Background/objectives: Vascular adhesion protein-1 (VAP-1) can enhance tissue glucose uptake in cell studies and normalize hyperglycemia in animal studies. However, serum VAP-1 concentration (sVAP-1) is higher in subjects with diabetes in cross-sectional studies. In this cohort study, we test our hypothesis that sVAP-1 is increased in prediabetes to counteract hyperglycemia and is associated with incident diabetes negatively. Subjects/methods: From 2006 to 2012, 600 subjects without diabetes from Taiwan Lifestyle Study were included and followed regularly. Diabetes was diagnosed if FPG ≥ 126 mg/dL (7 mmol/L), 2-h plasma glucose (2hPG) during an oral glucose tolerance test (OGTT) ≥ 200 mg/dL (11.1 mmol/L), or hemoglobin A1c (HbA1c) ≥ 6.5%, or if the subject received anti-diabetic medications. Abdominal fat areas were measured by abdominal computed tomography and sVAP-1 was analyzed by ELISA. Results: sVAP-1 was higher in subjects with prediabetes (p < 0.05) and increased during an OGTT (p < 0.001). Fasting sVAP-1 was associated with the response of sVAP-1 during an OGTT (p < 0.001). Besides, sVAP-1 was associated negatively with body mass index (BMI, r = −0.1449, p = 0.003), waist circumference (r = −0.1425, p = 0.004), abdominal visceral (r = −0.1457, p = 0.003), and subcutaneous (r = −0.1025, p = 0.035) fat areas, and serum high-sensitivity C-reactive protein (hsCRP) concentration (r = −0.2035, p < 0.0001), and positively with plasma adiponectin concentration (r = 0.2086, p < 0.0001), adjusted for age and gender. After 4.7 ± 2.6 years, 73 subjects (12.2%) developed incident diabetes. High sVAP-1 predicted a lower incidence of diabetes, adjusted for age, gender, BMI, family history of diabetes, HbA1c, HOMA2-%B and HOMA2-IR (HR = 0.66, 95% CI = 0.50–0.88, p < 0.01). Conclusions: sVAP-1 is increased in response to hyperglycemia. It is associated with obesity and serum hsCRP concentration negatively, and plasma adiponectin concentration positively. Besides, a high sVAP-1 is associated with a lower incidence of diabetes in human.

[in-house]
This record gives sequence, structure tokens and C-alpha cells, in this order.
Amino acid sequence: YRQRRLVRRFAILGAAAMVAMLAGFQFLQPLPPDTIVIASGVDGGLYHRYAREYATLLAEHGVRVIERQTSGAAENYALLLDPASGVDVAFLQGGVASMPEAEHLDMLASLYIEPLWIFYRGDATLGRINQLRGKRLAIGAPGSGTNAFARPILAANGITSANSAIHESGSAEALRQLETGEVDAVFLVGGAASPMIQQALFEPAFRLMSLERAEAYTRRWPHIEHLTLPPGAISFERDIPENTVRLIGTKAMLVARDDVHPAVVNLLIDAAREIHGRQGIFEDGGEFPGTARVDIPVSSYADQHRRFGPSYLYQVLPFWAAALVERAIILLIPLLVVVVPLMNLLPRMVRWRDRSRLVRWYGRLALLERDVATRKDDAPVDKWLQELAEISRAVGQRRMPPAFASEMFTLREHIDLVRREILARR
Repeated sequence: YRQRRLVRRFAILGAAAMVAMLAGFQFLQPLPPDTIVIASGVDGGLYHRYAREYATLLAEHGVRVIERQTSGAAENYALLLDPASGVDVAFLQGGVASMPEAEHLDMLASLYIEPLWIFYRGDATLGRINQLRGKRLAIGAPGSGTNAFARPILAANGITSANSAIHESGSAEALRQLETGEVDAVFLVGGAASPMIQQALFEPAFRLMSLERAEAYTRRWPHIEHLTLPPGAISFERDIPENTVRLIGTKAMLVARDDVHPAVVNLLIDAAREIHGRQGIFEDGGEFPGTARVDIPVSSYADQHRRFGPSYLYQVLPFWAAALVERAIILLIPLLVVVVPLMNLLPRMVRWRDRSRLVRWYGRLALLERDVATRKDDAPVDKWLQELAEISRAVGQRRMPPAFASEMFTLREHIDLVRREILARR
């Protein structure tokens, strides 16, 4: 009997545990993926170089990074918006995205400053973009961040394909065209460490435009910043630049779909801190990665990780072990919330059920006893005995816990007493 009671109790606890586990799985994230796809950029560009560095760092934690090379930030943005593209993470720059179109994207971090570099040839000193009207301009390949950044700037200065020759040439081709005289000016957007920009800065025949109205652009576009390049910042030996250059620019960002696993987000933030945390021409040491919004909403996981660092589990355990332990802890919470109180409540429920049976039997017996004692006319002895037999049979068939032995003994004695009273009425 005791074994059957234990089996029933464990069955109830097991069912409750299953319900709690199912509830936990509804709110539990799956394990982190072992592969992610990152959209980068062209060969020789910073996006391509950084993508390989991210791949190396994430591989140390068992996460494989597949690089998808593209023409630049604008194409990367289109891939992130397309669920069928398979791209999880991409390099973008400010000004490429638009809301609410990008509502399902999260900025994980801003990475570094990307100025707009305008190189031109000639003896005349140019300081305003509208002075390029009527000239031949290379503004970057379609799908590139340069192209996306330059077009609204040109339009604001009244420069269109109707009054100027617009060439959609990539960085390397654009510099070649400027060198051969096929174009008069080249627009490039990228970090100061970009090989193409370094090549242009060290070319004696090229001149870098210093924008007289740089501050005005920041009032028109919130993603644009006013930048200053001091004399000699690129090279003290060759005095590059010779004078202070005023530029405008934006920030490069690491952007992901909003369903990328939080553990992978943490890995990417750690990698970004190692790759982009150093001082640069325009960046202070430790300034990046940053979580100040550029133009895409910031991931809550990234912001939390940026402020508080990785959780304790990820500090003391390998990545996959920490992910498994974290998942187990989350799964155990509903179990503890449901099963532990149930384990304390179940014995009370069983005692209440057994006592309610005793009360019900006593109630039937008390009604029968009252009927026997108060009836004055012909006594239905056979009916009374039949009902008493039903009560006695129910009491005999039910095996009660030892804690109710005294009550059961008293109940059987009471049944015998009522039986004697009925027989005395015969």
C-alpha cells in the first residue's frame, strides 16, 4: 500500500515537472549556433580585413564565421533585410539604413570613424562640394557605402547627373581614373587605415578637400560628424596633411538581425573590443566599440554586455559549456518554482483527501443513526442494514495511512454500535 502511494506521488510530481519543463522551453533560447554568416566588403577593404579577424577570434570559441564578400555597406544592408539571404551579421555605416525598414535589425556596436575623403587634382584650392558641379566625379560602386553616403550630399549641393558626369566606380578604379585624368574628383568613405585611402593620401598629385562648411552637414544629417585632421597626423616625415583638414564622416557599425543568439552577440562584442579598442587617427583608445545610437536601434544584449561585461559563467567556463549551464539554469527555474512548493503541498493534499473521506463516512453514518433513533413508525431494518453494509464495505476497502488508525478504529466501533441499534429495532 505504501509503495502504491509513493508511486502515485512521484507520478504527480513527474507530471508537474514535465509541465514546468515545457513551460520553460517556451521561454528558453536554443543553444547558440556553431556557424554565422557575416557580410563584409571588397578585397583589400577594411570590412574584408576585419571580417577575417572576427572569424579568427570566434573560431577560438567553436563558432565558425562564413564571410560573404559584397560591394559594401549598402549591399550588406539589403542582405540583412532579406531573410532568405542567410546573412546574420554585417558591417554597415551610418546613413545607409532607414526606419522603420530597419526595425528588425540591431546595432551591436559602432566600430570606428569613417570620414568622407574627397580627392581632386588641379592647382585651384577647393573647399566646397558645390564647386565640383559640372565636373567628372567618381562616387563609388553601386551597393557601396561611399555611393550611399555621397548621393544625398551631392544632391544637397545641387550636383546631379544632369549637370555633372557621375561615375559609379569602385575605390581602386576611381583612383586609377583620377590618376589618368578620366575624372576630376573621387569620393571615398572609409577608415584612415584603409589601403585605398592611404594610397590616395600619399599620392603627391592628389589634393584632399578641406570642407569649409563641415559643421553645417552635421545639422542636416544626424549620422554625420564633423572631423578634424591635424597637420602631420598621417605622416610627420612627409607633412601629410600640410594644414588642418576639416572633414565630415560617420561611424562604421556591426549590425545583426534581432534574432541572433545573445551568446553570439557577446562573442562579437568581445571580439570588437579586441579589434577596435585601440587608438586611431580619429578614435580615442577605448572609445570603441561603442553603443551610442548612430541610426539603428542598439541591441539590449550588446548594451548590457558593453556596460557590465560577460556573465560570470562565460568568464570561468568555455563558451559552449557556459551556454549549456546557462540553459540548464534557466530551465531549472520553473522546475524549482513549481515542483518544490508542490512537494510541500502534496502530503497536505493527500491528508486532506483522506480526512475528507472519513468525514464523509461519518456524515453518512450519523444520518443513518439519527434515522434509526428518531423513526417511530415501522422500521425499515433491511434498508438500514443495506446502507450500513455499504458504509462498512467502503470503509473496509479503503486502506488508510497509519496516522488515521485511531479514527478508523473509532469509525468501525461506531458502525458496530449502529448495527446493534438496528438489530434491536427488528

ASJC Scopus subject areas
- Medicine (miscellaneous)
- Endocrinology, Diabetes and Metabolism
- Nutrition and Dietetics